4 signs of investment fraud to look for
1. You are promised high returns with little or no risk
In general, higher-risk investments offer higher potential returns, and lower-risk investments offer lower returns. This is known as the risk-return relationship. When you buy investments like stocks, there’s no guarantee you’ll make money. And the risk of losing money increases with the potential return. Investments that are considered low risk typically have returns similar to GIC rates. If your expected returnExpected return Estimated value of your investment in the future. Tells you the overall profit you might expect – either as income (interest or dividends), or as capital gains (or losses). Often expressed as a percentage.+ read full definition is higher than this, you’re taking more risk with your money. Learn more about the risks of investing.
2. You get a hot tip or insider information
The sources of “hot tips” or “insiderInsider Every director/senior officer of a reporting issuer; every director/senior officer of a company that is an insider or subsidiary of a reporting issuer; any person/company who owns or controls more than 10% of the voting securities of a reporting issuer.+ read full definition information” don’t have your best interests in mind. Think about why they’re offering you tips, and how they benefitBenefit Money, goods, or services that you get from your workplace or from a government program such as the Canada Pension Plan.+ read full definition by telling you about them. If the hot tipTip The sharing of important information about a company not known to the public.+ read full definition is false, you will lose your money if you act on it. If it is really inside information about a public company, it would be illegal to act on it under insider trading laws.
3. You feel pressured to buy
Scammers frequently use high-pressure sales tactics – because they want to get your money and then move on to other victims. If you’re asked to make a decision right away, or are presented with a limited time offer, it’s likely not in your best interests. Scammers know that if you have time to check things out, you may not fall for their scamScam When someone tries to make money by misleading or tricking another person.+ read full definition.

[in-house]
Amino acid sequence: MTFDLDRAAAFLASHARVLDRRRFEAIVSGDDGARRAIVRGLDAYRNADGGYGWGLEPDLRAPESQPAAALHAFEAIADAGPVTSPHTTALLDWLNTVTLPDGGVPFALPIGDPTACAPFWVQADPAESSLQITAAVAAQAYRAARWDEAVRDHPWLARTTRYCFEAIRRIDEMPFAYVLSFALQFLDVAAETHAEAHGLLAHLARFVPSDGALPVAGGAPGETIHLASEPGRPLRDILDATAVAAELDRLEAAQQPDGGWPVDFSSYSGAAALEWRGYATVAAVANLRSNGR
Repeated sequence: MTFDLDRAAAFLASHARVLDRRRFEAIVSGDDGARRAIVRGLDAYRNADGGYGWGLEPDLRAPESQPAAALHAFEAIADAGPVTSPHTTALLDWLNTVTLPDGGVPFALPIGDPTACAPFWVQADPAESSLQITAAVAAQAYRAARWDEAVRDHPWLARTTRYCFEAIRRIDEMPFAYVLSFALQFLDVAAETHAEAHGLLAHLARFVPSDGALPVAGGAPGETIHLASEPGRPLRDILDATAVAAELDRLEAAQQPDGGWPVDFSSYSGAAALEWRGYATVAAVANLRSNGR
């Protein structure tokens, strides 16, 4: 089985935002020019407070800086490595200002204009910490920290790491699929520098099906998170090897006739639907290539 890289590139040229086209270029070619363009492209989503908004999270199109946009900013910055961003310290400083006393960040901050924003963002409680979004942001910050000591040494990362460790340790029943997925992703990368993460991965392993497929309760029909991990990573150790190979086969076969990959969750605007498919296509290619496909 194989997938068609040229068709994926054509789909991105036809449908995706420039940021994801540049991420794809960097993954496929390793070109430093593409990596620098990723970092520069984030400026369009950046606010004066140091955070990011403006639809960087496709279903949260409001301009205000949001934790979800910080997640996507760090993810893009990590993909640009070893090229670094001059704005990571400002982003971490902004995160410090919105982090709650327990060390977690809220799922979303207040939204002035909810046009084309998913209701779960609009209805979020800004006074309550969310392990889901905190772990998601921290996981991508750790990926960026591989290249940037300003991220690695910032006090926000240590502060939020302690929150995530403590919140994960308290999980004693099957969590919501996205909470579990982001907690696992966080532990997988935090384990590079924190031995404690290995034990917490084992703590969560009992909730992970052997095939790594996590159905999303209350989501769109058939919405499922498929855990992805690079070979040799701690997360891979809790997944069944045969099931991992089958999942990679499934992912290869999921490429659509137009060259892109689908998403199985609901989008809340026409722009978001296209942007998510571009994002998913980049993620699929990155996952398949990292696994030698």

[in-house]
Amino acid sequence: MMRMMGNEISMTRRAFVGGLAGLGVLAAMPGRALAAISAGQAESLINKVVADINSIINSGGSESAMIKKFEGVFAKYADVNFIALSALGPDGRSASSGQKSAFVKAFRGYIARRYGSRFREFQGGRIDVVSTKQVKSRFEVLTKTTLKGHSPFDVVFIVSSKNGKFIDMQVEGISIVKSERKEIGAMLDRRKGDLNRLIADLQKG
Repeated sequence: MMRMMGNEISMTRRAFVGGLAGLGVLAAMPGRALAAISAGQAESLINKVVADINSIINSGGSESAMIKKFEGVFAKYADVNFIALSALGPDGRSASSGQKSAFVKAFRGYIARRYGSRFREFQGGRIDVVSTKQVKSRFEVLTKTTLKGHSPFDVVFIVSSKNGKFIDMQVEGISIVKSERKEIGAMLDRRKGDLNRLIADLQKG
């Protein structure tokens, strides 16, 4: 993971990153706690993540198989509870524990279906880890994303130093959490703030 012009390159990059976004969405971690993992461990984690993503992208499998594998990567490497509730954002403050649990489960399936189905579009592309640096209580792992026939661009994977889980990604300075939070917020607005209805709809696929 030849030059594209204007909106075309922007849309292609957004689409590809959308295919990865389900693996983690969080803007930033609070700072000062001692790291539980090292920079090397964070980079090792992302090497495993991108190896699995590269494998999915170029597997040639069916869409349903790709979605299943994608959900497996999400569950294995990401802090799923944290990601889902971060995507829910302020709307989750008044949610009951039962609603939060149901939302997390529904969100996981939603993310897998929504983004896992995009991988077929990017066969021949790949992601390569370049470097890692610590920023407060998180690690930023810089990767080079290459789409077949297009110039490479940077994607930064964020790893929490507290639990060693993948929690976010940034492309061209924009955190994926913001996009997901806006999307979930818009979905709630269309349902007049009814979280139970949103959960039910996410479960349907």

4. They’re not registered to sell investments
Before you investInvest To use money for the purpose of making more money by making an investment. Often involves risk.+ read full definition, check the registrationRegistration A requirement for any person or company trading investments or providing advice in Canada. Securities industry professionals are required to register with the securities regulator in each province or territory where they do business.+ read full definition and background of the person offering you the investmentInvestment An item of value you buy to get income or to grow in value.+ read full definition. In general, anyone selling securities or offering investment advice must be registered with their provincial securities regulatorSecurities regulator A government agency that enforces the securities act in jurisdiction it has authority over. This act is made up of laws that establish rules for issuing and trading securities. The Ontario Securities Commission is the securities regulator for Ontario.+ read full definition.
- Check registration through the Canadian Securities Administrators’ (CSA) National Registration Search.
- Check their background to find out if they have been in trouble with a securities regulator using the CSA’s Disciplined Persons List.
Take this quiz from the Competition Bureau to learn how to spot a scam using real examples.
4 signs of a scam:
- High returns and low risk
- Hot tip or insider information
- Pressure to buy now
- Seller not registered to sell investments